Academic journal article College Student Journal

Undergraduate Faculty and Student Perceptions of the Ethical Climate and Its Importance in Retention

Academic journal article College Student Journal

Undergraduate Faculty and Student Perceptions of the Ethical Climate and Its Importance in Retention

Article excerpt

This study examined faculty and student perceptions of the ethical climate of a College of Education within a midwestern metropolitan university and its perceived importance in the retention of students within undergraduate academic programs. The Undergraduate Ethical Climate Index was used to survey 281 undergraduate students and 37 faculty members within three academic programs in the College of Education. Faculty members rated faculty to student interactions and relationships significantly more positive than students. Both faculty members and students perceived the ethical climate to be an important to very important factor in the retention of students within undergraduate academic programs. Based on the results, recommendations were made for enhancing the ethical climate of undergraduate academic programs.

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A humane learning environment, which is characterized by a positive ethical climate, enhances undergraduate student retention (Heverly, 1999; Hyman, 1995; Volkwein & Carbone, 1994) and moral development (Jennings, Nelson, & Patens, 1996). Undergraduate students grow morally during their years at a university (Jennings et al., 1996). The direction of this growth is influenced by the intellectual and social environment of the institution: Yet, there is a lack of empirical data about a university's ethical climate and behavior (Counelis, 1993). The assessment of the ethical climate would enable university personnel to pinpoint areas that need improvement and focus activities in those areas to enhance the institution's ethical climate and undergraduate student development and retention. This study examined faculty and student perceptions of the ethical climate of a College of Education within a midwestern metropolitan university and its perceived importance in the retention of students within undergraduate academic programs.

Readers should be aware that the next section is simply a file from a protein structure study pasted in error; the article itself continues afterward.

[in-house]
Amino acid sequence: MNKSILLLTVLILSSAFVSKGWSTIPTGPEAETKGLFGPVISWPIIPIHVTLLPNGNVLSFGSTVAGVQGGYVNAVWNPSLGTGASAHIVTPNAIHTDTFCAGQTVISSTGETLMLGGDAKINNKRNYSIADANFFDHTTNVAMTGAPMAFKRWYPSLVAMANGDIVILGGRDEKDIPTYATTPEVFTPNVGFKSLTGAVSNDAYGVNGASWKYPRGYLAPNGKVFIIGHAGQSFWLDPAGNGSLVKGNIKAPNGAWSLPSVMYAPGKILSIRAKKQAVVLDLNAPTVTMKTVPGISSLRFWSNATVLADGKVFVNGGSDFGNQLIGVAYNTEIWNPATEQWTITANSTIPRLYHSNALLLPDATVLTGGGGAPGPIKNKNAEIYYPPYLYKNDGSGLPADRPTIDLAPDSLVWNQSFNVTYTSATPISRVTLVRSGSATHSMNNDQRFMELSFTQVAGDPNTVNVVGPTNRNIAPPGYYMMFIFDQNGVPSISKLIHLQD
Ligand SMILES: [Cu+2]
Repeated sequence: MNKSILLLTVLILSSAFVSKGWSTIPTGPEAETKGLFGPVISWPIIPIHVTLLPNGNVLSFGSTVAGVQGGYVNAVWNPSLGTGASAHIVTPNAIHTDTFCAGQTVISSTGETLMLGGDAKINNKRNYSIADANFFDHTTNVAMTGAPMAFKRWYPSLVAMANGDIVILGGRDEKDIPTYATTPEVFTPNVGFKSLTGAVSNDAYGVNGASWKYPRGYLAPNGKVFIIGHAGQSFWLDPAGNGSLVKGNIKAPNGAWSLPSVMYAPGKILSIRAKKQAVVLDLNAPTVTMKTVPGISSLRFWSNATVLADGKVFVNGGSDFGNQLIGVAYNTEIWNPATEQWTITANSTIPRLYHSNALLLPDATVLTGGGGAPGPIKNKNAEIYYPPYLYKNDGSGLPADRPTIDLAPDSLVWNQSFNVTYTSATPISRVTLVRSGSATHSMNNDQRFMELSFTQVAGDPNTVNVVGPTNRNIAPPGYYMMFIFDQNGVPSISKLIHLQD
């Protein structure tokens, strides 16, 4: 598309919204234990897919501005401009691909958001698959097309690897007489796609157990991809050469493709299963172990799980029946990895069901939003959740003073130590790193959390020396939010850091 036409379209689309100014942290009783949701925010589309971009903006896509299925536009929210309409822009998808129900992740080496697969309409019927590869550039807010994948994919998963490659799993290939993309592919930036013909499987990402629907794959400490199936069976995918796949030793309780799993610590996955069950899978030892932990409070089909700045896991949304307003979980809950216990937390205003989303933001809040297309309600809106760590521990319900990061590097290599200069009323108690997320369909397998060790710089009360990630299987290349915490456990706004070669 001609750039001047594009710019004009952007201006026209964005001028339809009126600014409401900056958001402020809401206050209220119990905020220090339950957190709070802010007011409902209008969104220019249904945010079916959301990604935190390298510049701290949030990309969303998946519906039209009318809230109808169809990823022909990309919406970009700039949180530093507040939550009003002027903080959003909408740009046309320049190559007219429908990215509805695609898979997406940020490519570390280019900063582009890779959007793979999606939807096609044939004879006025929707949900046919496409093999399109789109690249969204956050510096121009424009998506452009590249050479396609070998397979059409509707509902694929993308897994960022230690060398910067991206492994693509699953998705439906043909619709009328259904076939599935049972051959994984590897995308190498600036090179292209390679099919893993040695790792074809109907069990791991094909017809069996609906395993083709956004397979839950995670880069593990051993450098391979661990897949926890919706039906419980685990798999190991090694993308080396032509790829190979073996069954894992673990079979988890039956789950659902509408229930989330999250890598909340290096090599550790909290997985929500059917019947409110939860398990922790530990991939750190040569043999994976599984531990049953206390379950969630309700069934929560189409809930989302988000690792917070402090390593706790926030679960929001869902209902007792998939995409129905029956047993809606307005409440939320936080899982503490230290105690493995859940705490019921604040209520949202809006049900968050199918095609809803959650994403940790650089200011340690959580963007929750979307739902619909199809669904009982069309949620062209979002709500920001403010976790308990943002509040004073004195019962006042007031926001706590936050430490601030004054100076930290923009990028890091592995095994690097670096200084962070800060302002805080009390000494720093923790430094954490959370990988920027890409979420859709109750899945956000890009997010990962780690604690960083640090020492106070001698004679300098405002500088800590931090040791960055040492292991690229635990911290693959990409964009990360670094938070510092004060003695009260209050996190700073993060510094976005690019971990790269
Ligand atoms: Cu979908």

Ultimately, faculty members and students are responsible for establishing a humane learning environment (Banning, 1997; Brown, 1985; Heverly, 1999: Hyman, 1995; Linksz, 1990; Wilcox & Ebbs, 1992). In Heverly's (1999) study, returning students gave significantly more positive responses than non-returning students to the following items: "college advisors are helpful, my instructors show respect for me as an individual, and my instructors seem concerned with my success" (p. 8). To assess the ethical climate of undergraduate academic programs, this study examined faculty to student, student to faculty, and student to student interactions and relationships through the application of five ethical principles (Brown & Krager, 1985). The ethical principles include respect for autonomy or respecting the right of an individual to act independently, nonmaleficence or doing no harm to others, beneficence or benefiting others, justice or treating others fairly, and fidelity or being loyal and trustworthy (Kitchener, 1984, 1985).

The research questions posed by this study included: 1. What are undergraduate faculty and student perceptions of the ethical climate in a College of Education within a midwestern metropolitan university? 2. Is there a difference between undergraduate faculty and student perceptions of the ethical climate within academic programs? 3. Is there a difference between undergraduate faculty and student perceptions of the importance of the ethical climate in the retention of students within academic programs?

Method

The methods used in this study represent a replication of the methods used in a previous study conducted with graduate students and faculty members at the same university (Schulte, in press). Thus, some of the information contained in the method section of this study is also found in the previous article by Schulte (in press).

Design and Subjects

The study used a survey procedure to collect information from undergraduate students and faculty members at a midwestern metropolitan university. …

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